### Evaluating Trigonometric Functions

 $\theta$ in rad. $0 {\small\textrm{ rad}}$ $\pi/6 {\small\textrm{ rad}}$ $\pi/4 {\small\textrm{ rad}}$ $\pi/3 {\small\textrm{ rad}}$ $\pi/2 {\small\textrm{ rad}}$ $\theta$ in deg. $0^{\circ}$ $30^{\circ}$ $45^{\circ}$ $60^{\circ}$ $90^{\circ}$ $\sin\theta$ $0$ $1/2$ $\sqrt{2}/2$ $\sqrt{3}/2$ $1$ $\cos\theta$ $1$ $\sqrt{3}/2$ $\sqrt{2}/2$ $1/2$ $0$ $\tan\theta$ $0$ $\sqrt{3}/3$ $1$ $\sqrt{3}$ ${\small\textrm{undefined}}$
 Figure 1 Figure 1

### Trigonometric Identities

We list here some of the most commonly used identities:
• $\sin(-\theta) = -\sin\theta$
• $\cos(-\theta)= \cos\theta$
• $\cos(\theta+\pi) = -\cos\theta$
• $\sin(\theta+\pi) = -\sin\theta$
• $\sin(\theta +\pi/2) = \cos\theta$
• $\cos(\theta +\pi/2) = -\sin\theta$
• $\cos(\theta +2\pi) = \cos\theta$
• $\sin(\theta +2\pi) = \sin\theta$
• $\cos^2\theta+\sin^2\theta=1$
• $\cos^2\theta =\displaystyle\frac{1}{2}[1+\cos(2\theta)]$
• $\sin^2\theta=\displaystyle\frac{1}{2}[1-\cos(2\theta)]$
• $\sin(2\theta)=2\sin\theta\cos\theta$
• $\cos(2\theta)=\cos^2\theta-\sin^2\theta$
• $\sin(\alpha+\beta)=\sin\alpha\cos\beta+\cos\alpha\sin\beta$
• $\cos(\alpha +\beta)=\cos\alpha\cos\beta-\sin\alpha\sin\beta$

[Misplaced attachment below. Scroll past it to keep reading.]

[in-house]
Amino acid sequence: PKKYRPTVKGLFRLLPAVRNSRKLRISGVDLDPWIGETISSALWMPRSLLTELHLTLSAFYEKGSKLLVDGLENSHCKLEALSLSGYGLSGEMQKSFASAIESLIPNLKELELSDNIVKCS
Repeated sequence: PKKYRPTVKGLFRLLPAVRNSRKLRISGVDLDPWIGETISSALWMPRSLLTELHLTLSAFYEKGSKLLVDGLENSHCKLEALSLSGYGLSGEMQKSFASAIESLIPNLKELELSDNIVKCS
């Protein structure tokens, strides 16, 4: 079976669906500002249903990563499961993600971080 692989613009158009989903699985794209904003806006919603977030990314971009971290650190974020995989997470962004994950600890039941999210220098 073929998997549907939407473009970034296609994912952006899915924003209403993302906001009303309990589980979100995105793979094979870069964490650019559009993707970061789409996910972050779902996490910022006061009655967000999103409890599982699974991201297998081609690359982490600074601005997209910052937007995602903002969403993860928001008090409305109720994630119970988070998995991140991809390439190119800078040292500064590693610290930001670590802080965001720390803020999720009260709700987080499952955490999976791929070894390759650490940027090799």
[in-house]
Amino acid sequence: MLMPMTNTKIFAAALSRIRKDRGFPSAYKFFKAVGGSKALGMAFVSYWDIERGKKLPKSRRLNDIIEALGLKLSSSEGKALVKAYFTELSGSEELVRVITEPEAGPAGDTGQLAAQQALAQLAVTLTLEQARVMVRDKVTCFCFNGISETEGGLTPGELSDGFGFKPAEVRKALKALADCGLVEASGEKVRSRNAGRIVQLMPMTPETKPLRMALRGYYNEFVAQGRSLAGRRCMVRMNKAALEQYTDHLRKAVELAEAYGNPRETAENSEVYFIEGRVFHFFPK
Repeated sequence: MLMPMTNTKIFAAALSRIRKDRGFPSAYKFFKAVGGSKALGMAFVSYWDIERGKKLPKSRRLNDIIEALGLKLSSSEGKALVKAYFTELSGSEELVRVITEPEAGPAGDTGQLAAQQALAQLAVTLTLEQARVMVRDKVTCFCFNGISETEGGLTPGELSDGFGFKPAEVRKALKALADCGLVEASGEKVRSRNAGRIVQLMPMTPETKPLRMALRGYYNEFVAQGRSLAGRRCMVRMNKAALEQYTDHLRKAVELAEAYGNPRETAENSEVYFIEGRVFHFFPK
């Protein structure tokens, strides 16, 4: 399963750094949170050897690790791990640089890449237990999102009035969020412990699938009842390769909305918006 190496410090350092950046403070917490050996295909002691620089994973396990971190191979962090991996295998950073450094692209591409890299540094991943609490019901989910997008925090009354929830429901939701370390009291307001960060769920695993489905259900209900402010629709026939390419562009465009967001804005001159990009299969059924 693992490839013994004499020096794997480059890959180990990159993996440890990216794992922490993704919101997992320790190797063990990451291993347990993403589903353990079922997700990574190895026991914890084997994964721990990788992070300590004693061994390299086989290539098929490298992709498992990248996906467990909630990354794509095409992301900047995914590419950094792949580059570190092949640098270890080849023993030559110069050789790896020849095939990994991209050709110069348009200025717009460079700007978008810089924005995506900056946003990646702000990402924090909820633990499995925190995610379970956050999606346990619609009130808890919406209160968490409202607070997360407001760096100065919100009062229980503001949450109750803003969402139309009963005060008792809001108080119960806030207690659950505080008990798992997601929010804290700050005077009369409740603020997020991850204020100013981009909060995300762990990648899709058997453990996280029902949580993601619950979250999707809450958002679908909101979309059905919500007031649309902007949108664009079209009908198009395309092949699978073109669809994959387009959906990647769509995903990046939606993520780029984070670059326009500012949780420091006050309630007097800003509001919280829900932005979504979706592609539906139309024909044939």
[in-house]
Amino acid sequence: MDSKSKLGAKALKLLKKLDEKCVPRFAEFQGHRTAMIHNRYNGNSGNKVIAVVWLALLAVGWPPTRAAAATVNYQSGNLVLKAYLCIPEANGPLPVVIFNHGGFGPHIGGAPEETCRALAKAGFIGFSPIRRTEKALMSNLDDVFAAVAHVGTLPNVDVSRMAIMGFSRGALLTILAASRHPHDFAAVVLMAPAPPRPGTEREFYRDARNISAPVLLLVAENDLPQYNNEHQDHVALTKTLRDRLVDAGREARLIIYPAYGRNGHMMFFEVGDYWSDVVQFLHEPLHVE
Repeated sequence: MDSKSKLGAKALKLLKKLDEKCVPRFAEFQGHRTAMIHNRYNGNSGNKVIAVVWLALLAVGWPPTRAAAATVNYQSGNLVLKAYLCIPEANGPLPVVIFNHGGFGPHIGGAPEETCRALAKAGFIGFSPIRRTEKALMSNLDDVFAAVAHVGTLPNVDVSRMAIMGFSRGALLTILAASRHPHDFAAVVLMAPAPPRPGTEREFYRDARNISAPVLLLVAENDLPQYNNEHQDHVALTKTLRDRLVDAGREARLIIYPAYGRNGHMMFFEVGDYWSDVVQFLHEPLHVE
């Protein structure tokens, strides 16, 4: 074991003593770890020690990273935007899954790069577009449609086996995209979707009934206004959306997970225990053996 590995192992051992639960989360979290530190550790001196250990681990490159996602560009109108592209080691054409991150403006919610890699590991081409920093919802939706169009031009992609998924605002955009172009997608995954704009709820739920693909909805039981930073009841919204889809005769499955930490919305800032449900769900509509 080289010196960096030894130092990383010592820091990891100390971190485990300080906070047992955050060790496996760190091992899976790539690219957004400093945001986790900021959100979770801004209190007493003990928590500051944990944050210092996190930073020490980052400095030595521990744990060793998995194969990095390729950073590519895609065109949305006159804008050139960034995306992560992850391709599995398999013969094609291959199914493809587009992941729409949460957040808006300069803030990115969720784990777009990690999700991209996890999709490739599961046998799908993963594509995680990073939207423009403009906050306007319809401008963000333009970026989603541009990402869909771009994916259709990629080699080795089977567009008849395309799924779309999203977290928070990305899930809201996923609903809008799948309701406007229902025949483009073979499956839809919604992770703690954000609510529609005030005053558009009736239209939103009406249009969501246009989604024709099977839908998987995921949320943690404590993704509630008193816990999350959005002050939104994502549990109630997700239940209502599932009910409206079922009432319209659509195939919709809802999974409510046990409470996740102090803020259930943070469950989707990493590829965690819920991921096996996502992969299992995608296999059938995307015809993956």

• $C_1\cos(\omega x)+C_2\sin(\omega x)=A\sin(\omega x+\phi) \mbox{, where } A=\sqrt{C_1^2+C_2^2},\quad \phi=\arctan (C_1/C_2)$

### Graphs of Trigonometric Functions

 $\sin x$ $\cos x$ $\tan x$ $\cot x$ $\sec x$ $\csc x$

# Review of Logarithmic and Exponential Functions

### Introduction

Logarithmic and exponential functions are inverses of each other: \begin{eqnarray*} y=\log_b x & \quad{\small\textrm{if and only if}} & x=b^y\\ y=\ln x & {\small\textrm{ if and only if }} & x=e^y. \end{eqnarray*} In words, $\displaystyle \log_b x$ is the exponent you put on base $b$ to get $x$. Thus, $log_b b^x=x \qquad {\small\textrm{and}} \qquad b^{\log_b x}=x.$

### More Properties of Logarithmic and Exponential Functions

Notice the relationship between each pair of identities: $\begin{array}{ccc@{\qquad}ccc} \log_b 1=0 & \longleftrightarrow & b^0=1 & \log_b ac=\log_b a+\log_b c & \longleftrightarrow & b^mb^n=b^{m+n}\\ \log_b b=1 & \longleftrightarrow & b^1=b & \log_b \displaystyle\frac{a}{c}=\log_b a-\log_b c & \longleftrightarrow & \displaystyle\frac{b^m}{b^n}=b^{m-n}\\ \log_b \displaystyle\frac{1}{c}=-\log_b c & \longleftrightarrow & b^{-m}=\displaystyle\frac{1}{b^m} & \log_b a^r=r\log_b a & \longleftrightarrow & (b^m)^n=b^{mn} . \end{array}$

### Graphs of Logarithmic and Exponential Functions

 $f(x) = \ln x$ Notice that each curve is the reflection of the other about the line $y=x$. $f(x) = e^x$

### Limits of Logarithmic and Exponential Functions

1. $\displaystyle \lim_{x\to\infty} \frac{\ln x}{x}=0\quad$ ($\ln x$ grows more slowly than $x$).
2. $\displaystyle \lim_{x\to\infty} \frac{e^x}{x^n}=\infty$ for all positive integers $n\quad$ ($\displaystyle e^x$ grows faster than $x^n$).
3. For $|x|\ll 1$, $\displaystyle\lim_{n\to\infty} \left(1+\frac{x}{n}\right)^n=e^x$.